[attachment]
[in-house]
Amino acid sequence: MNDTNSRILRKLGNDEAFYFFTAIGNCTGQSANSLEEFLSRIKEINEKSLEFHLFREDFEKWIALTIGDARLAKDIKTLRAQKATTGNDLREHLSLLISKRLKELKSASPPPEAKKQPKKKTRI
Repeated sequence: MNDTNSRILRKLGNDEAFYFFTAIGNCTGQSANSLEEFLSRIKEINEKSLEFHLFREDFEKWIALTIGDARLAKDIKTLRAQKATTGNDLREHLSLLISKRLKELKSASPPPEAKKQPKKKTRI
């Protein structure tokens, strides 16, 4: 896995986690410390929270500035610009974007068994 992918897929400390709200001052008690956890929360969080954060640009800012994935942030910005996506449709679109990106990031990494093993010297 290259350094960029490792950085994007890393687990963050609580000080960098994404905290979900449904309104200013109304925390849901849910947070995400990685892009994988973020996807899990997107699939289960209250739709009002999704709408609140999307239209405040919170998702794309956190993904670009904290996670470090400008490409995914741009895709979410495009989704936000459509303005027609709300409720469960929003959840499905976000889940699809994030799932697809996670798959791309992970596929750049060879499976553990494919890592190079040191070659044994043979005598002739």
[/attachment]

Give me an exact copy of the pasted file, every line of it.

[in-house]
Amino acid sequence: MNDTNSRILRKLGNDEAFYFFTAIGNCTGQSANSLEEFLSRIKEINEKSLEFHLFREDFEKWIALTIGDARLAKDIKTLRAQKATTGNDLREHLSLLISKRLKELKSASPPPEAKKQPKKKTRI
Repeated sequence: MNDTNSRILRKLGNDEAFYFFTAIGNCTGQSANSLEEFLSRIKEINEKSLEFHLFREDFEKWIALTIGDARLAKDIKTLRAQKATTGNDLREHLSLLISKRLKELKSASPPPEAKKQPKKKTRI
């Protein structure tokens, strides 16, 4: 896995986690410390929270500035610009974007068994 992918897929400390709200001052008690956890929360969080954060640009800012994935942030910005996506449709679109990106990031990494093993010297 290259350094960029490792950085994007890393687990963050609580000080960098994404905290979900449904309104200013109304925390849901849910947070995400990685892009994988973020996807899990997107699939289960209250739709009002999704709408609140999307239209405040919170998702794309956190993904670009904290996670470090400008490409995914741009895709979410495009989704936000459509303005027609709300409720469960929003959840499905976000889940699809994030799932697809996670798959791309992970596929750049060879499976553990494919890592190079040191070659044994043979005598002739």